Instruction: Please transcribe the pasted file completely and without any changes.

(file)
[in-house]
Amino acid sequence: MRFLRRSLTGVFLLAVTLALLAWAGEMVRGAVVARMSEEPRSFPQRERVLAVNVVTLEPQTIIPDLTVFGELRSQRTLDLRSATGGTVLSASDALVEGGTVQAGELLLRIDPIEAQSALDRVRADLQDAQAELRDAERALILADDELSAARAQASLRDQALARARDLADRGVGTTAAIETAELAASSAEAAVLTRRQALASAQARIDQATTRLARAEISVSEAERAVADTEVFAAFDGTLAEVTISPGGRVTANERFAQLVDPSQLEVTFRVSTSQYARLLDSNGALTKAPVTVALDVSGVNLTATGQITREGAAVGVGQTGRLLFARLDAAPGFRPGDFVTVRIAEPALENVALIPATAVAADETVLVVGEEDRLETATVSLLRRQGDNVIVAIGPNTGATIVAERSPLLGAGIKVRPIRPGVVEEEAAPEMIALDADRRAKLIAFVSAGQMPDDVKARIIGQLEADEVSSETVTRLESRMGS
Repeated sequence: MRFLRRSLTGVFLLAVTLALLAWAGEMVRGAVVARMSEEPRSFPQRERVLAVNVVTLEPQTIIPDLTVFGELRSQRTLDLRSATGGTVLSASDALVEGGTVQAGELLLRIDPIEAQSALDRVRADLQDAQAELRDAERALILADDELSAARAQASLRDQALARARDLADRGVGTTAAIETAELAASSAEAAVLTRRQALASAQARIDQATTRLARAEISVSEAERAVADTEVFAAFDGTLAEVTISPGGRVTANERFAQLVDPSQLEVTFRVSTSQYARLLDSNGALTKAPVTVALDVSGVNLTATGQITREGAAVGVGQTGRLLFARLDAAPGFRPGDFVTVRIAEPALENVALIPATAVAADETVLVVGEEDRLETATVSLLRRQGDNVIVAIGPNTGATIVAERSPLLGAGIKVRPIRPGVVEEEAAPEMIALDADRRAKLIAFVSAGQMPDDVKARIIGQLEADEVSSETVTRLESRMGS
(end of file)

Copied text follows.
[in-house]
Amino acid sequence: MRFLRRSLTGVFLLAVTLALLAWAGEMVRGAVVARMSEEPRSFPQRERVLAVNVVTLEPQTIIPDLTVFGELRSQRTLDLRSATGGTVLSASDALVEGGTVQAGELLLRIDPIEAQSALDRVRADLQDAQAELRDAERALILADDELSAARAQASLRDQALARARDLADRGVGTTAAIETAELAASSAEAAVLTRRQALASAQARIDQATTRLARAEISVSEAERAVADTEVFAAFDGTLAEVTISPGGRVTANERFAQLVDPSQLEVTFRVSTSQYARLLDSNGALTKAPVTVALDVSGVNLTATGQITREGAAVGVGQTGRLLFARLDAAPGFRPGDFVTVRIAEPALENVALIPATAVAADETVLVVGEEDRLETATVSLLRRQGDNVIVAIGPNTGATIVAERSPLLGAGIKVRPIRPGVVEEEAAPEMIALDADRRAKLIAFVSAGQMPDDVKARIIGQLEADEVSSETVTRLESRMGS
Repeated sequence: MRFLRRSLTGVFLLAVTLALLAWAGEMVRGAVVARMSEEPRSFPQRERVLAVNVVTLEPQTIIPDLTVFGELRSQRTLDLRSATGGTVLSASDALVEGGTVQAGELLLRIDPIEAQSALDRVRADLQDAQAELRDAERALILADDELSAARAQASLRDQALARARDLADRGVGTTAAIETAELAASSAEAAVLTRRQALASAQARIDQATTRLARAEISVSEAERAVADTEVFAAFDGTLAEVTISPGGRVTANERFAQLVDPSQLEVTFRVSTSQYARLLDSNGALTKAPVTVALDVSGVNLTATGQITREGAAVGVGQTGRLLFARLDAAPGFRPGDFVTVRIAEPALENVALIPATAVAADETVLVVGEEDRLETATVSLLRRQGDNVIVAIGPNTGATIVAERSPLLGAGIKVRPIRPGVVEEEAAPEMIALDADRRAKLIAFVSAGQMPDDVKARIIGQLEADEVSSETVTRLESRMGS